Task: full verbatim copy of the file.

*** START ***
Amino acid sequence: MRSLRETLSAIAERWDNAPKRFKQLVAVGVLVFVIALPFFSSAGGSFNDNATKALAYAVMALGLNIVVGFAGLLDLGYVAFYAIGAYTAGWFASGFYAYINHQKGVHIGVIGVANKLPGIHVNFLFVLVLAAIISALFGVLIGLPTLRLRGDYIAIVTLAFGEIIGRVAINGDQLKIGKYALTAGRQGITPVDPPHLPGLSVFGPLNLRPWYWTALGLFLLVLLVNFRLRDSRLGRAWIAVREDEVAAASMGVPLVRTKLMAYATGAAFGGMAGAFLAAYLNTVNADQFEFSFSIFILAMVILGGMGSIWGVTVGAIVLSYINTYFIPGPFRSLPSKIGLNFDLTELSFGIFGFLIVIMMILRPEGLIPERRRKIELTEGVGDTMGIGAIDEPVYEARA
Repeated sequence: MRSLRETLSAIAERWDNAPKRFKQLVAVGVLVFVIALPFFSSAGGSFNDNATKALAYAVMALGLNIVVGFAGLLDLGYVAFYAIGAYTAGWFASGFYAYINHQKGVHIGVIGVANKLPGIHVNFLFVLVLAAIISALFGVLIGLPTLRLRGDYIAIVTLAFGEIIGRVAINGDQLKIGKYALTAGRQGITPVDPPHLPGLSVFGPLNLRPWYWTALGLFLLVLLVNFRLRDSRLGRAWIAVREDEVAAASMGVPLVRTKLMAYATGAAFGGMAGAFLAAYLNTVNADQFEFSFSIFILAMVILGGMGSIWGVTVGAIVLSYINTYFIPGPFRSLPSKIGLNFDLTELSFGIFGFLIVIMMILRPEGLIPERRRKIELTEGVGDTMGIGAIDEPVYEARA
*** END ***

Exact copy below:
Amino acid sequence: MRSLRETLSAIAERWDNAPKRFKQLVAVGVLVFVIALPFFSSAGGSFNDNATKALAYAVMALGLNIVVGFAGLLDLGYVAFYAIGAYTAGWFASGFYAYINHQKGVHIGVIGVANKLPGIHVNFLFVLVLAAIISALFGVLIGLPTLRLRGDYIAIVTLAFGEIIGRVAINGDQLKIGKYALTAGRQGITPVDPPHLPGLSVFGPLNLRPWYWTALGLFLLVLLVNFRLRDSRLGRAWIAVREDEVAAASMGVPLVRTKLMAYATGAAFGGMAGAFLAAYLNTVNADQFEFSFSIFILAMVILGGMGSIWGVTVGAIVLSYINTYFIPGPFRSLPSKIGLNFDLTELSFGIFGFLIVIMMILRPEGLIPERRRKIELTEGVGDTMGIGAIDEPVYEARA
Repeated sequence: MRSLRETLSAIAERWDNAPKRFKQLVAVGVLVFVIALPFFSSAGGSFNDNATKALAYAVMALGLNIVVGFAGLLDLGYVAFYAIGAYTAGWFASGFYAYINHQKGVHIGVIGVANKLPGIHVNFLFVLVLAAIISALFGVLIGLPTLRLRGDYIAIVTLAFGEIIGRVAINGDQLKIGKYALTAGRQGITPVDPPHLPGLSVFGPLNLRPWYWTALGLFLLVLLVNFRLRDSRLGRAWIAVREDEVAAASMGVPLVRTKLMAYATGAAFGGMAGAFLAAYLNTVNADQFEFSFSIFILAMVILGGMGSIWGVTVGAIVLSYINTYFIPGPFRSLPSKIGLNFDLTELSFGIFGFLIVIMMILRPEGLIPERRRKIELTEGVGDTMGIGAIDEPVYEARA